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40,000 cameras to keep watch on China's Urumqi: state media

French court probes satellite shutdown of Chinese TV
Paris (AFP) July 2, 2010 - A French court is looking into whether European satellite operator Eutelsat decided to pull the plug on broadcasts by a Chinese-language TV station for political reasons. Eutelsat suspended broadcasts across Asia of the independent NTDTV (New Tang Dynasty TV) on June 16, 2008, citing technical problems. But the company that runs the TV station, UCN, has provided evidence suggesting that politics were a factor in the decision to suspend the broadcasts ahead of the Beijing Olympics.

"There are credible allegations... that Eutelsat did not chose to suspend (broadcasts) for economic reasons as claimed but for political reasons," said the ruling issued on June 30 but released to AFP on Friday. A court-appointed expert is to look at the criteria that led to Eutelsat's decision and consider the financial consequences of halting the broadcasts. The New York-based TV station has links to the Falungong movement, a foe of Beijing, according to Reporters Without Borders, and began broadcasting in Chinese four years ago, providing coverage of human rights issues including repression in Tibet.
by Staff Writers
Beijing (AFP) July 3, 2010
Police have installed 40,000 security cameras throughout the capital of China's Xinjiang region, state media said on Friday, as the city braces for the first anniversary of deadly ethnic violence.

The cameras have been installed in Urumqi in more than 3,000 public buses, 200 bus stations, along more than 4,000 roads, 270 schools and more than 100 large supermarkets or malls, the Xinjiang Economic Daily said.

The cameras, which are monitored around the clock from a police command centre, were installed to "ensure security in key public places, allow people of all ethnicities to enjoy quality public services, and create a peaceful capital," the report said.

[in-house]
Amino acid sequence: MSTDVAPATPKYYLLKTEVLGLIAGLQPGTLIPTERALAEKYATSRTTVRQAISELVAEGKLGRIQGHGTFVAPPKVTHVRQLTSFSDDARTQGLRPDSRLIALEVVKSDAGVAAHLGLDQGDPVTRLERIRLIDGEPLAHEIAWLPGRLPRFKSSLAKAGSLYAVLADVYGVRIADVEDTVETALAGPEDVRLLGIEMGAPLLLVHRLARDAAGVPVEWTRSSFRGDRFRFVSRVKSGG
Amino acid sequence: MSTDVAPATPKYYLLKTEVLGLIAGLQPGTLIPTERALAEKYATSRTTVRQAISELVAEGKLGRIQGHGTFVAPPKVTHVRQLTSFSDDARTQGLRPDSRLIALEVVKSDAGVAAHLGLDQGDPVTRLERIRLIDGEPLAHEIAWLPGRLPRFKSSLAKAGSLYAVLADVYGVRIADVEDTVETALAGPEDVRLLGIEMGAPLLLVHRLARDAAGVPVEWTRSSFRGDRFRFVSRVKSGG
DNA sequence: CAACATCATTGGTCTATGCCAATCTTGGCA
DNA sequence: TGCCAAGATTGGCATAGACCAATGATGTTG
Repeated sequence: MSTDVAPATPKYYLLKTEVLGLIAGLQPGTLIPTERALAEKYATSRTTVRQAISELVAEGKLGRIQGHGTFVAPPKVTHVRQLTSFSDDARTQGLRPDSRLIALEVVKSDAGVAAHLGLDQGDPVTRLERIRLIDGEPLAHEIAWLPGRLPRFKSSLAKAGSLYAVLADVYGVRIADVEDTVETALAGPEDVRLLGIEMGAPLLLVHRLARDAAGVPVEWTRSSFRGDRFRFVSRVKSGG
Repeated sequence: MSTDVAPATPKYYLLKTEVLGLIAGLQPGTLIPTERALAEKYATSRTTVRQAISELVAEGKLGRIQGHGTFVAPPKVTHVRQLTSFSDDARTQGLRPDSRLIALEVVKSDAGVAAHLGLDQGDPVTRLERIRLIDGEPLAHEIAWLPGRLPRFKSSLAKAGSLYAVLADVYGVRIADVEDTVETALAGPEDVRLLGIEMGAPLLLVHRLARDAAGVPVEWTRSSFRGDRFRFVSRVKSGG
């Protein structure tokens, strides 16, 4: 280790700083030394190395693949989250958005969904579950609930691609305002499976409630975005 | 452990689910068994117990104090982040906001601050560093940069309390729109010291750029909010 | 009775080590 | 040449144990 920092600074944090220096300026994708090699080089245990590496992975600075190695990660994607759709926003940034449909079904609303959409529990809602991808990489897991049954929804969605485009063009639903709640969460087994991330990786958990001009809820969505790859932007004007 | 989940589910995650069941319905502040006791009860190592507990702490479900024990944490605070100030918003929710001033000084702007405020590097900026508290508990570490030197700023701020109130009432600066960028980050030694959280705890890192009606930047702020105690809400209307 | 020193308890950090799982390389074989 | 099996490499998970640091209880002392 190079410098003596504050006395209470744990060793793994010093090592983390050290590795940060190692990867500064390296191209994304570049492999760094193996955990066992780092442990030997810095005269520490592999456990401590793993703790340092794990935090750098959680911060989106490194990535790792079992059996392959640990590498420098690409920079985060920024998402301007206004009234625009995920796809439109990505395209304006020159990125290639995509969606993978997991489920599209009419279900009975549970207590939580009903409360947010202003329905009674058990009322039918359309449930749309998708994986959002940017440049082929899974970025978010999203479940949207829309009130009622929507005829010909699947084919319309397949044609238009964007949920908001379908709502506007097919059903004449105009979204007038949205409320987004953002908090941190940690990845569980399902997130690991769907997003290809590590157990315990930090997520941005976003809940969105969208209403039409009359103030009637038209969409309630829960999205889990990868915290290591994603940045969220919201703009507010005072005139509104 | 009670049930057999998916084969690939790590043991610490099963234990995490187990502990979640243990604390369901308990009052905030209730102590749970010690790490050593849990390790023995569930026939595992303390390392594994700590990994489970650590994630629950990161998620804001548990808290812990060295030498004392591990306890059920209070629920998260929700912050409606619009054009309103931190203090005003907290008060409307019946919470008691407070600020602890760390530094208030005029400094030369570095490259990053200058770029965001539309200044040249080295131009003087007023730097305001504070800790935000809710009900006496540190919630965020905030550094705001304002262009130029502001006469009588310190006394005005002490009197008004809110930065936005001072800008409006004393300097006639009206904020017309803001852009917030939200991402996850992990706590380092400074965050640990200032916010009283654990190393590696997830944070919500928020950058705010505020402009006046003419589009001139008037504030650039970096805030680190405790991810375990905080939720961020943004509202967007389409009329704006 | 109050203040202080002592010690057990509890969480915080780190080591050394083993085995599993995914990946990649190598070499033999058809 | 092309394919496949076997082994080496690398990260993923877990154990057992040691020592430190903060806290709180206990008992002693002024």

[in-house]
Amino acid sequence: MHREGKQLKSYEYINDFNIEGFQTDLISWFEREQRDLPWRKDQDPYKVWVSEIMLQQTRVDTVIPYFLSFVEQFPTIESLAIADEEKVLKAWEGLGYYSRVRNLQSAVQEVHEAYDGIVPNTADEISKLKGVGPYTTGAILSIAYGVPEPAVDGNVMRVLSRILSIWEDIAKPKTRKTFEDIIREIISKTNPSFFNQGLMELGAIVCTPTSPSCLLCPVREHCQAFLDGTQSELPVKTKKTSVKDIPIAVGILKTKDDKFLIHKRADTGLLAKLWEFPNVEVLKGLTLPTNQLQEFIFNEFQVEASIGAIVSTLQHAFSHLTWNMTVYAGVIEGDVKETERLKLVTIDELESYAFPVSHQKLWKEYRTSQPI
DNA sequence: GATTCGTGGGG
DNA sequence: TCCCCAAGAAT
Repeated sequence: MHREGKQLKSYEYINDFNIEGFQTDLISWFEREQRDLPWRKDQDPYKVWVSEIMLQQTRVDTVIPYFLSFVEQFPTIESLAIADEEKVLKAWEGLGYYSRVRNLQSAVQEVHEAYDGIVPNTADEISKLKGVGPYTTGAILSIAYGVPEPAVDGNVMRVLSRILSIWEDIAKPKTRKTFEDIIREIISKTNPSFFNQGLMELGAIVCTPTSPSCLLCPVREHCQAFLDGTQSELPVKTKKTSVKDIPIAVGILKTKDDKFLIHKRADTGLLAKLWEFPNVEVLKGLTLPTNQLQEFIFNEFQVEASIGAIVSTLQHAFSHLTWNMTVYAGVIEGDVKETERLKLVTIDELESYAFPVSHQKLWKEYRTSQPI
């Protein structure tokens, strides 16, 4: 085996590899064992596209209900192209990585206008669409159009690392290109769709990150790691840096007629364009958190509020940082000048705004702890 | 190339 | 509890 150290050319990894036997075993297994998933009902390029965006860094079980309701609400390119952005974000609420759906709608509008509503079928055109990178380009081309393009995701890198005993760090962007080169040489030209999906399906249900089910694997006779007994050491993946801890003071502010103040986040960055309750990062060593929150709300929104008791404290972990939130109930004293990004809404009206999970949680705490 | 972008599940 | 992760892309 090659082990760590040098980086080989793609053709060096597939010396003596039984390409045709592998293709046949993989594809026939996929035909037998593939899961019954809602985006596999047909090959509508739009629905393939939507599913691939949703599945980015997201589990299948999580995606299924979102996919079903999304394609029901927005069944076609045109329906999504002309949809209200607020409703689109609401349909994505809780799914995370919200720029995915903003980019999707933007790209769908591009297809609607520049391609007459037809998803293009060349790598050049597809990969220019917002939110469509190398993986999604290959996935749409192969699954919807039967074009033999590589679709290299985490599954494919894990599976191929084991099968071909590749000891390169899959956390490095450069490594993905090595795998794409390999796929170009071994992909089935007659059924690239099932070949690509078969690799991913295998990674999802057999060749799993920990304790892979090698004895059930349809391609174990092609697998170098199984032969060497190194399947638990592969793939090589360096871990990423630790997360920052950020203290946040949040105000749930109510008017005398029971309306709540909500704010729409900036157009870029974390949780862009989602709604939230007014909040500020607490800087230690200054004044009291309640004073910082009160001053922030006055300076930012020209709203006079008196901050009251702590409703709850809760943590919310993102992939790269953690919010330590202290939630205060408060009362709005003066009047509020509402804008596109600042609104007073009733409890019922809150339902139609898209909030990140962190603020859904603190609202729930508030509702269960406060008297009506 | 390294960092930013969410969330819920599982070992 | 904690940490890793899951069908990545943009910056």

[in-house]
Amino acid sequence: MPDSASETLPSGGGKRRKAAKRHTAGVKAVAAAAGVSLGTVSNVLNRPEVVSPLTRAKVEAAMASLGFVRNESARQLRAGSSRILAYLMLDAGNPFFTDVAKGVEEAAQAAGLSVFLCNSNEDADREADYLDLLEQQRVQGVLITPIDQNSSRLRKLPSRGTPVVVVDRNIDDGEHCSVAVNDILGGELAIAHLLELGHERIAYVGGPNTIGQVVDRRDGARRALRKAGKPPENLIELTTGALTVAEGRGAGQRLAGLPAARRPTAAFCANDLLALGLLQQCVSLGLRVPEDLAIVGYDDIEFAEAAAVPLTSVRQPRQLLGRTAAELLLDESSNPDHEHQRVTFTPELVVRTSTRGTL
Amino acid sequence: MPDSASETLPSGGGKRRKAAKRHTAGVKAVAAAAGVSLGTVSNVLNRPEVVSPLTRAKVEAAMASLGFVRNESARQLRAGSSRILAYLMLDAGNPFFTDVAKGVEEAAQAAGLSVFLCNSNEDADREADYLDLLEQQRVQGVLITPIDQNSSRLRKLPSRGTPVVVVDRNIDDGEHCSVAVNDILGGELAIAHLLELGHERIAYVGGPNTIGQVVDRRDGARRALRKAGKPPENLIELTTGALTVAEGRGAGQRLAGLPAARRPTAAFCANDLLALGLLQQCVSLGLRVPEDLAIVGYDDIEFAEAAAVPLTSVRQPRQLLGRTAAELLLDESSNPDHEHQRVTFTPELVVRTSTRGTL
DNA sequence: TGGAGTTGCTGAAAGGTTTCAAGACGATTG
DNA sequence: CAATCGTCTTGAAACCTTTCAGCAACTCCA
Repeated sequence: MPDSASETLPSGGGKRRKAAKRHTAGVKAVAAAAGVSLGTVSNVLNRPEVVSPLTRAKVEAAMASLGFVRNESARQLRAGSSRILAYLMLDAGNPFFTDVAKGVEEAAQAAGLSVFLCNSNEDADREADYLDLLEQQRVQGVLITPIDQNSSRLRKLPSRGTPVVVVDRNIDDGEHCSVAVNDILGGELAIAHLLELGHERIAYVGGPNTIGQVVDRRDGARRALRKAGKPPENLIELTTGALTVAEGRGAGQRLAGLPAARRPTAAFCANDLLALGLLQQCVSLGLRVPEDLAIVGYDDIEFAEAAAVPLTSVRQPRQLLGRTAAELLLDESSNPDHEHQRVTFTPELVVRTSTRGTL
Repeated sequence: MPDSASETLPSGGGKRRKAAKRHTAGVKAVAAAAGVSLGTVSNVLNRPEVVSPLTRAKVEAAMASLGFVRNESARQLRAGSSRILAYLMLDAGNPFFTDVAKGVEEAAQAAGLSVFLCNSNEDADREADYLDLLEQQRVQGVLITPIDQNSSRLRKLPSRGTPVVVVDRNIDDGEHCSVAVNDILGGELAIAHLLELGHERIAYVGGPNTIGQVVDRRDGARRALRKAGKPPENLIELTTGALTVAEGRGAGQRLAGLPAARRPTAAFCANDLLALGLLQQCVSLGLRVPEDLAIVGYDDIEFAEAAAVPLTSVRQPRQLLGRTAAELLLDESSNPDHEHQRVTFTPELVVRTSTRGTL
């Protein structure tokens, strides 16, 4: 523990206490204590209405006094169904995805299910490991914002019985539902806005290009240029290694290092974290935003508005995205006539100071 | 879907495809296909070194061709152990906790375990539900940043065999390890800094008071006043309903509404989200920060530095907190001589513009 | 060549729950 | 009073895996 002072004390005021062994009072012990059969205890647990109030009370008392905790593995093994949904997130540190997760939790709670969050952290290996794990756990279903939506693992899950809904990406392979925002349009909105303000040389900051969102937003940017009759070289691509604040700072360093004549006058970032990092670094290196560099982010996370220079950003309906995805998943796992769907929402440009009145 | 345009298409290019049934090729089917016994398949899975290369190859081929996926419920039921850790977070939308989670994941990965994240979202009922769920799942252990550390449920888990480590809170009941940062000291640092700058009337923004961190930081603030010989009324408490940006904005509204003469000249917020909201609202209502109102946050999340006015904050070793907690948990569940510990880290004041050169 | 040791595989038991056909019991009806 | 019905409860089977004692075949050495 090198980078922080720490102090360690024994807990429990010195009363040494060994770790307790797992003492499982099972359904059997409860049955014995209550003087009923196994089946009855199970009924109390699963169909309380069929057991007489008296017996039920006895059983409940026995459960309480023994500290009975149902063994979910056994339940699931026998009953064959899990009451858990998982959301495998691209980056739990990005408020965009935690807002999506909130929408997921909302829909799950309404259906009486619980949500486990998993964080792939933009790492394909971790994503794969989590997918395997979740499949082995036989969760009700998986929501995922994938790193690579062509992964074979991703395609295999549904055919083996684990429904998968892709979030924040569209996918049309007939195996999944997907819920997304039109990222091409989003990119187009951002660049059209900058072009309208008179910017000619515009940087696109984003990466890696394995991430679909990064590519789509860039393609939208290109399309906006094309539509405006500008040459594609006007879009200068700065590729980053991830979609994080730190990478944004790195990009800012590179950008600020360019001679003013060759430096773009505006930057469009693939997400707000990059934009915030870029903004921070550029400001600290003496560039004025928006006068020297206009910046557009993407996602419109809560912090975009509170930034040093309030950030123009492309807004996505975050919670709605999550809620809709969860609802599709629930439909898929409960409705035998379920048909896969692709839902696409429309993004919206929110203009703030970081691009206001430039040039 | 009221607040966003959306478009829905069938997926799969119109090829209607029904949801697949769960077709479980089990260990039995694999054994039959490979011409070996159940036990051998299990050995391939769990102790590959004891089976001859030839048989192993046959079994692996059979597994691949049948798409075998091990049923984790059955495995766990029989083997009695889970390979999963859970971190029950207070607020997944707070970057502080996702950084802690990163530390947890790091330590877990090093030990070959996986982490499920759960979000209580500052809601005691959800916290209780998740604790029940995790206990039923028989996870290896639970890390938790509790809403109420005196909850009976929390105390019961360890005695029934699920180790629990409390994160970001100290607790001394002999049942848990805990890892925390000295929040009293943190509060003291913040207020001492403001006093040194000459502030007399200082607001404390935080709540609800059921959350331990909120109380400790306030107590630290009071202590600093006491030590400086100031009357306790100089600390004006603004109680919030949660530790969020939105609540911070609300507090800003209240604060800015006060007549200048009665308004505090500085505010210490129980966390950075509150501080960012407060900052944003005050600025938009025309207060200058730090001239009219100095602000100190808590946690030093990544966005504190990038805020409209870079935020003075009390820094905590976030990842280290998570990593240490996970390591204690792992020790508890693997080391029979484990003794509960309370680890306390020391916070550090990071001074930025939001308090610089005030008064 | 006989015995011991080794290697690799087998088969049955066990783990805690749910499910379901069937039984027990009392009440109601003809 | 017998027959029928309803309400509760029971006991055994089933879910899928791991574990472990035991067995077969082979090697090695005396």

Monday marks the first anniversary of bloody violence that erupted between the region's Muslim ethnic Uighurs and members of China's majority Han ethnicity.

The government says nearly 200 people were killed and about 1,700 injured in the unrest, China's worst ethnic violence in decades, with Han making up most of the victims.

Amnesty International called on the Chinese government Friday to launch an independent inquiry into the ethnic violence.

"The official account leaves too many questions unanswered. How many people really died, who killed them, how did it happen, and why?" said Catherine Baber, Amnesty International's Asia-Pacific deputy director.

Amnesty said it had new testimonies from Uighur witnesses detailing how a peaceful protest against government inaction in the face of killings of Uighur factor workers in southern China was met with violence by security forces.

"Instead of stifling inquiry, blaming outside agitators and generating fear, the Chinese government should use the anniversary to launch a proper investigation, including into the Uighur community's long-simmering grievances that contributed to the unrest," Baber said.

Xinjiang, a vast, arid but resource-rich region that borders Central Asia, has more than eight million Uighurs, and many are unhappy with what they say has been decades of repressive communist rule by Beijing.

Many also complain about an influx of Han that they say leaves them economically and culturally marginalised in their homeland.

Authorities have ramped up security in Xinjiang this year, while also promising to boost development to ease Uighur anger.

Urumqi police last month said they had launched a security clampdown to run until July 20 that would include increased police patrols and inspections of vehicles.


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